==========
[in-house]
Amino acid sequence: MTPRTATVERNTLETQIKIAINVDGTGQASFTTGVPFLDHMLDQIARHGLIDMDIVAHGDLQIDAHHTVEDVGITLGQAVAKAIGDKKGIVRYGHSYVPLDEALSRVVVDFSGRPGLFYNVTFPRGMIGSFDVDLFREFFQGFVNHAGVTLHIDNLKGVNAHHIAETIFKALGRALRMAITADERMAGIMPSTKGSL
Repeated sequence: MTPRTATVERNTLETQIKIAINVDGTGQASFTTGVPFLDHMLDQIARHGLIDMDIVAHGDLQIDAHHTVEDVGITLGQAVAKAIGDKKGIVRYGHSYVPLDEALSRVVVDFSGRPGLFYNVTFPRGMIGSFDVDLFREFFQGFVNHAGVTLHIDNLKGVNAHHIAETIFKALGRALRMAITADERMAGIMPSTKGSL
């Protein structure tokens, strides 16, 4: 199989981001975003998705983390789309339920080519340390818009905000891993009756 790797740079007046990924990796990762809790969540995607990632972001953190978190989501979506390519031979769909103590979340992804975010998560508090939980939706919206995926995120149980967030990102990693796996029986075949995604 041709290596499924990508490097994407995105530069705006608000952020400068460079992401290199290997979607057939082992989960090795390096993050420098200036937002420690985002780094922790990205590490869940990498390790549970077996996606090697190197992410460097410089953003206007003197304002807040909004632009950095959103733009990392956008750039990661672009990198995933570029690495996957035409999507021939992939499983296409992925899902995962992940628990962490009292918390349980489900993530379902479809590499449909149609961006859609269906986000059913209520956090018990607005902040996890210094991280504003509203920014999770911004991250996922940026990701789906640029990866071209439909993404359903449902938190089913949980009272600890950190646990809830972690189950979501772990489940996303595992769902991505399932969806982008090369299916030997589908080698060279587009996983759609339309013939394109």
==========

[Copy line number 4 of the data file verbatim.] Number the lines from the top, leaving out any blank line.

């Protein structure tokens, strides 16, 4: 199989981001975003998705983390789309339920080519340390818009905000891993009756 790797740079007046990924990796990762809790969540995607990632972001953190978190989501979506390519031979769909103590979340992804975010998560508090939980939706919206995926995120149980967030990102990693796996029986075949995604 041709290596499924990508490097994407995105530069705006608000952020400068460079992401290199290997979607057939082992989960090795390096993050420098200036937002420690985002780094922790990205590490869940990498390790549970077996996606090697190197992410460097410089953003206007003197304002807040909004632009950095959103733009990392956008750039990661672009990198995933570029690495996957035409999507021939992939499983296409992925899902995962992940628990962490009292918390349980489900993530379902479809590499449909149609961006859609269906986000059913209520956090018990607005902040996890210094991280504003509203920014999770911004991250996922940026990701789906640029990866071209439909993404359903449902938190089913949980009272600890950190646990809830972690189950979501772990489940996303595992769902991505399932969806982008090369299916030997589908080698060279587009996983759609339309013939394109």